Sherri Berger from the California Digital Library discusses outcomes from her breakout session.
The Alliance recognizes that seizing the opportunities of multimedia scholarship will require deep collaboration between all the stakeholders in scholarly communication and that this includes none more than archives, libraries, and museums. To this end, the Alliance recently gathered together representatives from key cultural heritage institutions for a one-day workshop to address issues at the intersection of digital curation, preservation and access, on the one hand, and multimedia research, scholarship, and publishing, on the other.
Representatives from the Getty, Library of Congress, LACMA, the California Digital Library, the Peabody Collection, the WGBH Foundation, the Media Ecology Project, the Texas Archive of the Moving Image, and the University of Southern California Libraries together with members of the Alliance discussed a range of topics. Some of the core challenges articulated again and again by participants included connecting users to content, linking materials and metadata across institutions, digitizatizing massive collections with limited resources, and getting risk-aversive institutions to support access to copyrighted materials under fair use. Still, there was plenty to be excited about! Participants also shared potential opportunities along each of these lines, for example, current efforts in linked bibliographic data and networked models for aggregating content across institutions, both regionally and nationally.
We’ll keep everyone posted as concrete activities and collaborations from the workshop start to form.
Thanks for all who attended!
Bad Object 2.0: Games and Gamers, Steve Anderson’s latest article, composed entirely in Scalar, has just been published by G|A|M|E The Italian Journal of Game Studies (No. 4; Vol. 1). According to Anderson, Associate Professor of the Practice of Cinematic Arts at the University of Southern California, the article focuses on the cultural discourse surrounding digital games as they have been refracted by the lenses of American film and television. It considers a broad cross-section of Hollywood’s depictions of games, tracing their evolution from objects of fascination and technological possibility in the 1970s and 1980s to catalysts for antisocial behavior in the 1990s and 2000s.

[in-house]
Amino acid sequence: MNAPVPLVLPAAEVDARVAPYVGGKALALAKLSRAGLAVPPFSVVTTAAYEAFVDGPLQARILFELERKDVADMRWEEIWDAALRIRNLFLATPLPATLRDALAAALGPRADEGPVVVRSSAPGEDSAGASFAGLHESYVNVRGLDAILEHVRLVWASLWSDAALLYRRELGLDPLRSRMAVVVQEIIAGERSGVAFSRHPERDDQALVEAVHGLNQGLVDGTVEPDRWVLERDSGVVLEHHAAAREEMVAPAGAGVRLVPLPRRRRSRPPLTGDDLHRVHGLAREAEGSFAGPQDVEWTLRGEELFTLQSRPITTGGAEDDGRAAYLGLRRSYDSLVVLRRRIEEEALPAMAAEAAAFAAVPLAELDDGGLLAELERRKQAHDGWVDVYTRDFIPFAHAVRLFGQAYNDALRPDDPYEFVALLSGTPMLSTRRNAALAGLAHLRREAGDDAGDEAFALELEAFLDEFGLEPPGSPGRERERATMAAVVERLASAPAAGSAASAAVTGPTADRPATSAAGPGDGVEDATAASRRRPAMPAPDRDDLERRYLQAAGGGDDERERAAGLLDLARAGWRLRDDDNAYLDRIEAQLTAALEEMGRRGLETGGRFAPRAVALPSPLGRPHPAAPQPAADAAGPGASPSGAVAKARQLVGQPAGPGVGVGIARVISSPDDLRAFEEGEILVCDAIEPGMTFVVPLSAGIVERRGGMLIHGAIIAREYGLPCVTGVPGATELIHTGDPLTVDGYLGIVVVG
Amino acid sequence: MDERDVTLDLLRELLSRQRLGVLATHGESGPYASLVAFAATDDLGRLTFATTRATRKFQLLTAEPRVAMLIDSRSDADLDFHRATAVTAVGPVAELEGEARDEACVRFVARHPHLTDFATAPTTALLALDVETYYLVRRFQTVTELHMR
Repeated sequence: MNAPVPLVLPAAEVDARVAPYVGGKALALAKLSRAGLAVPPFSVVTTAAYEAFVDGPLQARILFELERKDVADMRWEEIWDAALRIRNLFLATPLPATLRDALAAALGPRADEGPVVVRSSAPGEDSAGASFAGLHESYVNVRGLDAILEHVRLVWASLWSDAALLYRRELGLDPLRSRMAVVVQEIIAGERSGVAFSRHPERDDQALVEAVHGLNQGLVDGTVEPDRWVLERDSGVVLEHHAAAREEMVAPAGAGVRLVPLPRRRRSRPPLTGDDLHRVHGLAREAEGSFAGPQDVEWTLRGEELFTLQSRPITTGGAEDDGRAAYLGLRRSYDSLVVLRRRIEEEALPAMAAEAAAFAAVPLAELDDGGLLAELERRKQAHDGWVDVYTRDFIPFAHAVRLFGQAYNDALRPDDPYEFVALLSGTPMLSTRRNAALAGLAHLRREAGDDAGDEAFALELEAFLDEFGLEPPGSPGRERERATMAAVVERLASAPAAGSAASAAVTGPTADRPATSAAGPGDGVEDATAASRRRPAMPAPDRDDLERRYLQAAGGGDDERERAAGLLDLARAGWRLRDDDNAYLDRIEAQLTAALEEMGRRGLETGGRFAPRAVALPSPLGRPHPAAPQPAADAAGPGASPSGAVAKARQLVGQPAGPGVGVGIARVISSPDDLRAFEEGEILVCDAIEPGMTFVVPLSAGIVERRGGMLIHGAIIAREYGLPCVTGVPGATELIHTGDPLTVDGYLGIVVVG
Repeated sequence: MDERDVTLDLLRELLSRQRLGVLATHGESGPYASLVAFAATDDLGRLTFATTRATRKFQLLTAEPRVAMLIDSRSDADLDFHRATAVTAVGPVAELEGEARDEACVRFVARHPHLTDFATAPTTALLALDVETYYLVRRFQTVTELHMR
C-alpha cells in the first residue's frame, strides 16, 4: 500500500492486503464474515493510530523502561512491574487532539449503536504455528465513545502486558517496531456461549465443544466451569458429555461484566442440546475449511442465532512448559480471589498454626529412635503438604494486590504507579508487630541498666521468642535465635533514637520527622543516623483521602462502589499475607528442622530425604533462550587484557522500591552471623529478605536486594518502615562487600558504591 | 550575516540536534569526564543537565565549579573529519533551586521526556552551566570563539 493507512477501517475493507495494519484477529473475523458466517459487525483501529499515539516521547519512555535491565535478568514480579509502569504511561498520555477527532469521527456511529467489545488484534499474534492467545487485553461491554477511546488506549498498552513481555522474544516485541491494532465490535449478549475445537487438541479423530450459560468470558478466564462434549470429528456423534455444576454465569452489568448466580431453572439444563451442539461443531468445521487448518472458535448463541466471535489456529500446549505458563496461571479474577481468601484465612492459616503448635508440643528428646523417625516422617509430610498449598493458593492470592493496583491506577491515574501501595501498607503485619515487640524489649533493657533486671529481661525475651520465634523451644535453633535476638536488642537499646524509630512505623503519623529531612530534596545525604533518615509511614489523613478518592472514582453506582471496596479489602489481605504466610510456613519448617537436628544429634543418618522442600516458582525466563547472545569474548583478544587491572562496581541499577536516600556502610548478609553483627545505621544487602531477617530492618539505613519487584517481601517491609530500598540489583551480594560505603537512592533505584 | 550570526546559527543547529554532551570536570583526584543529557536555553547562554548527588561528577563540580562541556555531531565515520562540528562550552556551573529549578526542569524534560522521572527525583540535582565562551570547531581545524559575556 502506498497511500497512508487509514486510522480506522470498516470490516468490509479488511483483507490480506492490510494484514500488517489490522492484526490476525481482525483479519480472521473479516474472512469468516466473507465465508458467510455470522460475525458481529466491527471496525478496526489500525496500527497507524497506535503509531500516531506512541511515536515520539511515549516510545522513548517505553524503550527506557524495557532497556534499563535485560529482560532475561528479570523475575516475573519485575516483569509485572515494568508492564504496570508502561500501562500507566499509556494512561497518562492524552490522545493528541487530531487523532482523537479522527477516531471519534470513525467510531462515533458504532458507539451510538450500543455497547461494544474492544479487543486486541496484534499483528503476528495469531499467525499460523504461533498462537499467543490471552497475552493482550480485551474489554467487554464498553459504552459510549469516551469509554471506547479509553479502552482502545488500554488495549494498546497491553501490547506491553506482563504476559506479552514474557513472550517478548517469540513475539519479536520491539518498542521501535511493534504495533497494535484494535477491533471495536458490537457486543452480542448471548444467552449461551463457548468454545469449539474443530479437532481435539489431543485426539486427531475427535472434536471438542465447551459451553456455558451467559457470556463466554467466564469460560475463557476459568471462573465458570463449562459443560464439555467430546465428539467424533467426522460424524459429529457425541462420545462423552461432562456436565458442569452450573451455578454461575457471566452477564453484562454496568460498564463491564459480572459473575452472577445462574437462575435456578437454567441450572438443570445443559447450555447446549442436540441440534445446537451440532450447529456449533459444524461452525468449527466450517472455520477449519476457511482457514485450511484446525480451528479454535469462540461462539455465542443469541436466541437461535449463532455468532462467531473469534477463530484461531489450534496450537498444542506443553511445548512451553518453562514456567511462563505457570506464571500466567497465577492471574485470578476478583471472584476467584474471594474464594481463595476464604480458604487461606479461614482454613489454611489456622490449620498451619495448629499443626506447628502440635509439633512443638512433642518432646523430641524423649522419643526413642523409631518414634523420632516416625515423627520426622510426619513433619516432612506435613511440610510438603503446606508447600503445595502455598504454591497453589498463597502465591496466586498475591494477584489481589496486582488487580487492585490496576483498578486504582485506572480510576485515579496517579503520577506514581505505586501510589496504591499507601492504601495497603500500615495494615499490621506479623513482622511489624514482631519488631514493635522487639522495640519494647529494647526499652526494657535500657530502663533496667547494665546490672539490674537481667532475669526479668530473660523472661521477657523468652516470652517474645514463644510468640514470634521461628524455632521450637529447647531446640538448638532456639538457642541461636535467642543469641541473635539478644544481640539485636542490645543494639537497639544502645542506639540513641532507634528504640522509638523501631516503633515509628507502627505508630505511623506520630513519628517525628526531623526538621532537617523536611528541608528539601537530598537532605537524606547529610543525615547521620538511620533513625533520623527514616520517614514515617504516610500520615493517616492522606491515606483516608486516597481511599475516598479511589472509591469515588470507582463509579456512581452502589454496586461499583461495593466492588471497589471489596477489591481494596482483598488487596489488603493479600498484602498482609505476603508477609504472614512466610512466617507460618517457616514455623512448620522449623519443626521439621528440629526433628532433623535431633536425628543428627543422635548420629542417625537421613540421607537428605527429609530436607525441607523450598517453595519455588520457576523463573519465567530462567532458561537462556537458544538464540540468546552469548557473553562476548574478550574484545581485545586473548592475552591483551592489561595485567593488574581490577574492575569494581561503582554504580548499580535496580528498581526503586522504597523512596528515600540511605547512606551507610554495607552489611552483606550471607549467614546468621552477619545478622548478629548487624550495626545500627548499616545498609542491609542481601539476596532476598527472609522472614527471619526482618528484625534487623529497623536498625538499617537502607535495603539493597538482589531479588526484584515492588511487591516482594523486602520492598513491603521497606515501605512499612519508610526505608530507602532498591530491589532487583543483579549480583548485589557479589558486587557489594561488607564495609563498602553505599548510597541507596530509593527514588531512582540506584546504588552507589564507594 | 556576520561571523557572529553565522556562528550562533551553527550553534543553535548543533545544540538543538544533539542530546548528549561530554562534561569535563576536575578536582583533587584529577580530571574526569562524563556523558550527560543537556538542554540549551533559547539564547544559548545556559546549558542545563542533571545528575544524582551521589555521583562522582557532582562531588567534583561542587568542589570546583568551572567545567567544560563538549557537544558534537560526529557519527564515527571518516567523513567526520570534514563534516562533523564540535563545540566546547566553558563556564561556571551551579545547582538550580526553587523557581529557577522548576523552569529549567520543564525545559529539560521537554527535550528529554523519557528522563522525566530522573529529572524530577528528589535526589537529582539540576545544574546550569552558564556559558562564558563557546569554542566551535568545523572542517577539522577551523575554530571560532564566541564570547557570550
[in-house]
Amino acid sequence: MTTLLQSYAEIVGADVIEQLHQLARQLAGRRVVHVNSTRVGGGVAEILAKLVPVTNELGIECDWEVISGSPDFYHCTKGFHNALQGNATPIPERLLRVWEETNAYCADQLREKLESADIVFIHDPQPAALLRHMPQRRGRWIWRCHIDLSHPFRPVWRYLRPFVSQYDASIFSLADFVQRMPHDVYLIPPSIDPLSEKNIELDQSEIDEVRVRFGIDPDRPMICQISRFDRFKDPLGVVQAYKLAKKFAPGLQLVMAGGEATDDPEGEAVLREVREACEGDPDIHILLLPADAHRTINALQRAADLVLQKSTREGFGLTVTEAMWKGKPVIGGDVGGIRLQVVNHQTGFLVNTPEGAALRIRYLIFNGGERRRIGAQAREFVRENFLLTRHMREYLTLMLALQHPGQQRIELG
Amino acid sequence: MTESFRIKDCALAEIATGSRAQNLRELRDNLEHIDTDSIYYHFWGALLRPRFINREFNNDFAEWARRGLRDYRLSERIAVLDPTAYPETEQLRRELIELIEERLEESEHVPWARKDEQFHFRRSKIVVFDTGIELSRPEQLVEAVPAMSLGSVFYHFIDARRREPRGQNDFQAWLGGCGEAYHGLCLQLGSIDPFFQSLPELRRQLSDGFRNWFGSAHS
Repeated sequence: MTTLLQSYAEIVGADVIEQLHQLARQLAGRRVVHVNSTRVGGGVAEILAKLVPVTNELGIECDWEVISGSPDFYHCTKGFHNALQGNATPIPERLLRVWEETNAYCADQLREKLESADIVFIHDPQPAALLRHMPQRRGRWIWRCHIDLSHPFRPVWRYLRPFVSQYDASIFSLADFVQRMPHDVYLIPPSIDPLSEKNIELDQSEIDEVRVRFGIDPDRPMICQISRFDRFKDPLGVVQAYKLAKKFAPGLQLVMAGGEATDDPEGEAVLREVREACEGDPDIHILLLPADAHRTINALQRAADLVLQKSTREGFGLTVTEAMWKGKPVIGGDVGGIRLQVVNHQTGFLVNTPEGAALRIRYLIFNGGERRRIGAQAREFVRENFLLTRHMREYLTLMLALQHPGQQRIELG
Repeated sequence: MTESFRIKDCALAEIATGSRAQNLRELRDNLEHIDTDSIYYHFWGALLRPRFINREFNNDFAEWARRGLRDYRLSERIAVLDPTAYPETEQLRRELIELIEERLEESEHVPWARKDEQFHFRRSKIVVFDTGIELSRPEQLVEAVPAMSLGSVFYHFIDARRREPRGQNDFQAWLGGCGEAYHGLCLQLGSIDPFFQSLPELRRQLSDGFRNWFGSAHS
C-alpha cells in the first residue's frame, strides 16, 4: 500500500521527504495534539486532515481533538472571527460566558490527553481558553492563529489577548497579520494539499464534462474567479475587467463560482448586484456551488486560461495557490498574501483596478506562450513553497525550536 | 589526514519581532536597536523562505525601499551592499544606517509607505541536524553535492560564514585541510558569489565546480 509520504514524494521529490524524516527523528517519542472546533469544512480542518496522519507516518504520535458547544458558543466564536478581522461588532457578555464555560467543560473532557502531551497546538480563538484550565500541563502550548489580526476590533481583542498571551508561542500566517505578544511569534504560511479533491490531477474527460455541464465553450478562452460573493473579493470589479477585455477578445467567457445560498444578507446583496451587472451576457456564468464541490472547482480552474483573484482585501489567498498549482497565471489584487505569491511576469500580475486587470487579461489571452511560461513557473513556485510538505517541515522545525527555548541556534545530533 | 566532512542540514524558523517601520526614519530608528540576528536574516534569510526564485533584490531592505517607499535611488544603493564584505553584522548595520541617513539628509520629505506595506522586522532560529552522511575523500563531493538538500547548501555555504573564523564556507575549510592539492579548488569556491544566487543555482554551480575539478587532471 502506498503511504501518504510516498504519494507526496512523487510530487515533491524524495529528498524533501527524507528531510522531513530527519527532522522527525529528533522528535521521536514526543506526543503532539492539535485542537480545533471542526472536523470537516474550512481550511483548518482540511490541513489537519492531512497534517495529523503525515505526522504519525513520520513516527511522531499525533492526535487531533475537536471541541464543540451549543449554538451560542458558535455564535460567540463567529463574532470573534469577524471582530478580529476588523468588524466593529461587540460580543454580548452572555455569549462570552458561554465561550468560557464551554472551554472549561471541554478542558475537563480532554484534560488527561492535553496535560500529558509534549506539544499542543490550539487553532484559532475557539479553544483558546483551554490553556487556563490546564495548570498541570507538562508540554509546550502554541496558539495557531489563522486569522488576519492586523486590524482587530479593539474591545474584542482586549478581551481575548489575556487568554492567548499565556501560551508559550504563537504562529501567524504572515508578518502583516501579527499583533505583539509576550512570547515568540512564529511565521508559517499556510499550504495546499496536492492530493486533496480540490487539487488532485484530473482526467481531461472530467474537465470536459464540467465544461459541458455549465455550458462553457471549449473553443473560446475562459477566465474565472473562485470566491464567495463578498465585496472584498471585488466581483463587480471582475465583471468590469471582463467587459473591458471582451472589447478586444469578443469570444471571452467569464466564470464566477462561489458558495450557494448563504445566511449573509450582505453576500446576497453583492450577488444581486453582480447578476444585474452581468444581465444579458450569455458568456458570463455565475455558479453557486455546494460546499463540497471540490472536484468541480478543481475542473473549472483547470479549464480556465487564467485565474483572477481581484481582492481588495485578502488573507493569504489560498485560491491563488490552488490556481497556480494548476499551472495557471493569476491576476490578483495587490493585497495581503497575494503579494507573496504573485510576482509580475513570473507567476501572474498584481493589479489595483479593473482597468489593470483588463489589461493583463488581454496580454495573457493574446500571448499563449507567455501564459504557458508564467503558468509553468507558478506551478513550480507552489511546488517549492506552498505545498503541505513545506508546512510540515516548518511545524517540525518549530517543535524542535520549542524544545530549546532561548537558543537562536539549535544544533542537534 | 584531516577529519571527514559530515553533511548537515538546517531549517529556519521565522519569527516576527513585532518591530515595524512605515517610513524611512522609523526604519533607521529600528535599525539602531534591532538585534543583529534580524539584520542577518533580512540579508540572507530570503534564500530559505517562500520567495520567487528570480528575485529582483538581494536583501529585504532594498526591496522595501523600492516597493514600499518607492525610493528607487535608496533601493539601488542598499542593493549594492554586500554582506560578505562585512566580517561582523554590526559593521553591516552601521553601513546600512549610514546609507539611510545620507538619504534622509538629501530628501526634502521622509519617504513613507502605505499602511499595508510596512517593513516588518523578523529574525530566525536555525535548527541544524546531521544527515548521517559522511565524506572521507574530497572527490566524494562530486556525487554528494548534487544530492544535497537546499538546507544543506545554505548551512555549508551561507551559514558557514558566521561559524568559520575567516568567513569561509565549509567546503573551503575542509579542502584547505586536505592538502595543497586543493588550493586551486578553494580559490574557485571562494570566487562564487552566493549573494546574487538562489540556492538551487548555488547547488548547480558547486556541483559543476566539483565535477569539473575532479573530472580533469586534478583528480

Anderson’s overall aims in this piece dovetail well with Scalar’s structural affordances. The goal of the article’s organization, according to Anderson, is to enable readers to explore the project according to their own areas of interest rather than by necessarily following a sequence of linear arguments. To this end, the argument put forward in each section has been conceived with minimal dependence on adjacent elements. In addition to the thematic sections of the article, readers can also explore the complete collection of clips via a Media Chronology page.
The collection of clips included in the article also constitutes a sub-archive within the critical media-sharing site Critical Commons, where all original media files may be viewed or downloaded for further use. Reader-viewers are thus, according to Anderson, invited to investigate the media and arguments put forward in the article, not as definitive or exclusive readings, but as interpretive beginnings, which will hopefully be generative of further discussion and research.
See Bad Object 2.0: Games and Gamers here.
Annotations are an important part of what authors do with Scalar, and indeed, an important part of the platform’s overall feature set. Scalar comes equipped with a full suite of annotation tools allowing users to annotate images, video, audio, even text and source code files. Individual media objects can be annotated countless times; individual annotations can be applied to countless media objects.
But until now, Scalar users creating image annotations have been required to manually set their coordinates, width and height. Not anymore! We’ve just finished integrating the open source plugin, Annotorious into our image annotation editor. Creating an image annotation now is as easy as dragging your cursor and drawing out the area of the image you wish to highlight and annotate. And just as before, users are free to create multiple annotations for a single image, drawing their reader’s attention to various aspects of a single photo, screenshot or illustration.